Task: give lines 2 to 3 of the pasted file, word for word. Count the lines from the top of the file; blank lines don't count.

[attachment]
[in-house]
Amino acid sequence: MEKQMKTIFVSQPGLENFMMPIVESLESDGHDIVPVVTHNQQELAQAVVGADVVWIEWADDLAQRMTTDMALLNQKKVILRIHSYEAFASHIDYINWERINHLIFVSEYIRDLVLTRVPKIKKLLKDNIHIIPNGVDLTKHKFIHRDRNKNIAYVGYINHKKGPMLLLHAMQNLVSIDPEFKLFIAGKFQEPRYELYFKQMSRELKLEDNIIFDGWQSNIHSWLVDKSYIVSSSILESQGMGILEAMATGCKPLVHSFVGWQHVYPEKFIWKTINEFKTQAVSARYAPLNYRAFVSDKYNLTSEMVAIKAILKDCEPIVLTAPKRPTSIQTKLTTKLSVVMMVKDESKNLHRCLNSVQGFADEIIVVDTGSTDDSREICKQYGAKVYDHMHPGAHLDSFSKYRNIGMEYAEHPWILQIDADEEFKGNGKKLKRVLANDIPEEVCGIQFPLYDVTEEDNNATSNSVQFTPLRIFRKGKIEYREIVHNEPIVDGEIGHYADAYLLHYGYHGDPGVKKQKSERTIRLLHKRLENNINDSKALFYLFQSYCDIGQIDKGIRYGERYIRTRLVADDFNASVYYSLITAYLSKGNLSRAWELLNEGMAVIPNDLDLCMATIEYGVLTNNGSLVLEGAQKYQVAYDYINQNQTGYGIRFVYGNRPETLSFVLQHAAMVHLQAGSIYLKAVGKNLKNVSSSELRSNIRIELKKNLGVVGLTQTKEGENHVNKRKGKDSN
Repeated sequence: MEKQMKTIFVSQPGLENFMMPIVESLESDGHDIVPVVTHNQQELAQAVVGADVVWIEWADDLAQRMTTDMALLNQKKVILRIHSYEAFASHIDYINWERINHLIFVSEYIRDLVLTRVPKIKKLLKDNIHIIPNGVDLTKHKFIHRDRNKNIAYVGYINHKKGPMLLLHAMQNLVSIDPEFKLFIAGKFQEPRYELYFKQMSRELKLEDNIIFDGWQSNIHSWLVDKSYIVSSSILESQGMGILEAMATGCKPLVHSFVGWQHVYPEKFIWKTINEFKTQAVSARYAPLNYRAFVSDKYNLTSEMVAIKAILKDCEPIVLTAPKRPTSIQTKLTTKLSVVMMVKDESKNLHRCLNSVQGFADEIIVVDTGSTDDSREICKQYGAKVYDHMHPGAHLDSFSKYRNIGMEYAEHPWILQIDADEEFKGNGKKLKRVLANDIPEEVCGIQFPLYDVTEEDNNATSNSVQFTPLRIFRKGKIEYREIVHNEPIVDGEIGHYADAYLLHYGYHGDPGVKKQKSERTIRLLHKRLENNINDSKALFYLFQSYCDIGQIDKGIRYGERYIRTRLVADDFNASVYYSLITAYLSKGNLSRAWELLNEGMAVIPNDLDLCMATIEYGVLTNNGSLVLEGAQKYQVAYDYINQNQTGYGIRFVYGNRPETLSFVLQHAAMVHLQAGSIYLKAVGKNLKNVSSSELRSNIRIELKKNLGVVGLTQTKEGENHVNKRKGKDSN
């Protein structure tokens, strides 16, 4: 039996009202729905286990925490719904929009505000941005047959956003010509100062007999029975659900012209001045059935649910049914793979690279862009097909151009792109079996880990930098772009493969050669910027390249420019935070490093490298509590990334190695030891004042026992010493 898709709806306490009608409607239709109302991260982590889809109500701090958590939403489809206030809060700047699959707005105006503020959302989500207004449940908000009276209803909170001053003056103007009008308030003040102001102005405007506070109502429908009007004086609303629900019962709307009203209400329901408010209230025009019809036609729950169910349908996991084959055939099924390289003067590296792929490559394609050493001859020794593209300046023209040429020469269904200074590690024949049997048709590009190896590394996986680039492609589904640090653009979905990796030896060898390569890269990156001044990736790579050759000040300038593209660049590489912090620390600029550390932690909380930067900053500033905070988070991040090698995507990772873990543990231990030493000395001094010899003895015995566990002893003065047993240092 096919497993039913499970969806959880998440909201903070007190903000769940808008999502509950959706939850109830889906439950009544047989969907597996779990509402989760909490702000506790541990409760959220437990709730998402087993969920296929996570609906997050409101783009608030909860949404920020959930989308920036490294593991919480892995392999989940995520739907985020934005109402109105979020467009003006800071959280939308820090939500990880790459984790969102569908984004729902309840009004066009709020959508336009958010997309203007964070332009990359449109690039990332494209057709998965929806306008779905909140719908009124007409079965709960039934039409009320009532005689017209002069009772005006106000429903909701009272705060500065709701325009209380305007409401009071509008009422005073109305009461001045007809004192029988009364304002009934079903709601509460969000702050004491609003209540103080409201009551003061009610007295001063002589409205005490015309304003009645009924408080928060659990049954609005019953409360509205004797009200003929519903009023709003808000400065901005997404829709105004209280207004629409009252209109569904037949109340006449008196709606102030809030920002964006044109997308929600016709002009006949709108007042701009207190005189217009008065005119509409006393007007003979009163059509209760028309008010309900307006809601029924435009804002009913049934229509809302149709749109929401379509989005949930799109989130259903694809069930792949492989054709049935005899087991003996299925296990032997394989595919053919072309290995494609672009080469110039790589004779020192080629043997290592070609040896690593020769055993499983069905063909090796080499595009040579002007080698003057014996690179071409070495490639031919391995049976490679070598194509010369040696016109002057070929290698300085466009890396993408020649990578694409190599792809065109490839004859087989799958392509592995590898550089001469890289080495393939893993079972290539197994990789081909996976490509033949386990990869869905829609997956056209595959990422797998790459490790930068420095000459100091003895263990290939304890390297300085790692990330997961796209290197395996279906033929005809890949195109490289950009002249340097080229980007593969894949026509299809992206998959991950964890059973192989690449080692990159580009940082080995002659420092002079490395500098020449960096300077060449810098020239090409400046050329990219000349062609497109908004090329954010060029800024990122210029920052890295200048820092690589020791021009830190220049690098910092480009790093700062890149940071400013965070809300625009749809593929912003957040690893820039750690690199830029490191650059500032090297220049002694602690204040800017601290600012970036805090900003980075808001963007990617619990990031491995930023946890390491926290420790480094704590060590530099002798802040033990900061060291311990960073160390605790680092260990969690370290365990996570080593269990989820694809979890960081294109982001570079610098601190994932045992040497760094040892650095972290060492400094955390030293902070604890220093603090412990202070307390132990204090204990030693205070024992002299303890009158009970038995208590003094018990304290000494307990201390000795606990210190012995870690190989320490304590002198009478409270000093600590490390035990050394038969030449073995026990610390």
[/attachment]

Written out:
Amino acid sequence: MEKQMKTIFVSQPGLENFMMPIVESLESDGHDIVPVVTHNQQELAQAVVGADVVWIEWADDLAQRMTTDMALLNQKKVILRIHSYEAFASHIDYINWERINHLIFVSEYIRDLVLTRVPKIKKLLKDNIHIIPNGVDLTKHKFIHRDRNKNIAYVGYINHKKGPMLLLHAMQNLVSIDPEFKLFIAGKFQEPRYELYFKQMSRELKLEDNIIFDGWQSNIHSWLVDKSYIVSSSILESQGMGILEAMATGCKPLVHSFVGWQHVYPEKFIWKTINEFKTQAVSARYAPLNYRAFVSDKYNLTSEMVAIKAILKDCEPIVLTAPKRPTSIQTKLTTKLSVVMMVKDESKNLHRCLNSVQGFADEIIVVDTGSTDDSREICKQYGAKVYDHMHPGAHLDSFSKYRNIGMEYAEHPWILQIDADEEFKGNGKKLKRVLANDIPEEVCGIQFPLYDVTEEDNNATSNSVQFTPLRIFRKGKIEYREIVHNEPIVDGEIGHYADAYLLHYGYHGDPGVKKQKSERTIRLLHKRLENNINDSKALFYLFQSYCDIGQIDKGIRYGERYIRTRLVADDFNASVYYSLITAYLSKGNLSRAWELLNEGMAVIPNDLDLCMATIEYGVLTNNGSLVLEGAQKYQVAYDYINQNQTGYGIRFVYGNRPETLSFVLQHAAMVHLQAGSIYLKAVGKNLKNVSSSELRSNIRIELKKNLGVVGLTQTKEGENHVNKRKGKDSN
Repeated sequence: MEKQMKTIFVSQPGLENFMMPIVESLESDGHDIVPVVTHNQQELAQAVVGADVVWIEWADDLAQRMTTDMALLNQKKVILRIHSYEAFASHIDYINWERINHLIFVSEYIRDLVLTRVPKIKKLLKDNIHIIPNGVDLTKHKFIHRDRNKNIAYVGYINHKKGPMLLLHAMQNLVSIDPEFKLFIAGKFQEPRYELYFKQMSRELKLEDNIIFDGWQSNIHSWLVDKSYIVSSSILESQGMGILEAMATGCKPLVHSFVGWQHVYPEKFIWKTINEFKTQAVSARYAPLNYRAFVSDKYNLTSEMVAIKAILKDCEPIVLTAPKRPTSIQTKLTTKLSVVMMVKDESKNLHRCLNSVQGFADEIIVVDTGSTDDSREICKQYGAKVYDHMHPGAHLDSFSKYRNIGMEYAEHPWILQIDADEEFKGNGKKLKRVLANDIPEEVCGIQFPLYDVTEEDNNATSNSVQFTPLRIFRKGKIEYREIVHNEPIVDGEIGHYADAYLLHYGYHGDPGVKKQKSERTIRLLHKRLENNINDSKALFYLFQSYCDIGQIDKGIRYGERYIRTRLVADDFNASVYYSLITAYLSKGNLSRAWELLNEGMAVIPNDLDLCMATIEYGVLTNNGSLVLEGAQKYQVAYDYINQNQTGYGIRFVYGNRPETLSFVLQHAAMVHLQAGSIYLKAVGKNLKNVSSSELRSNIRIELKKNLGVVGLTQTKEGENHVNKRKGKDSN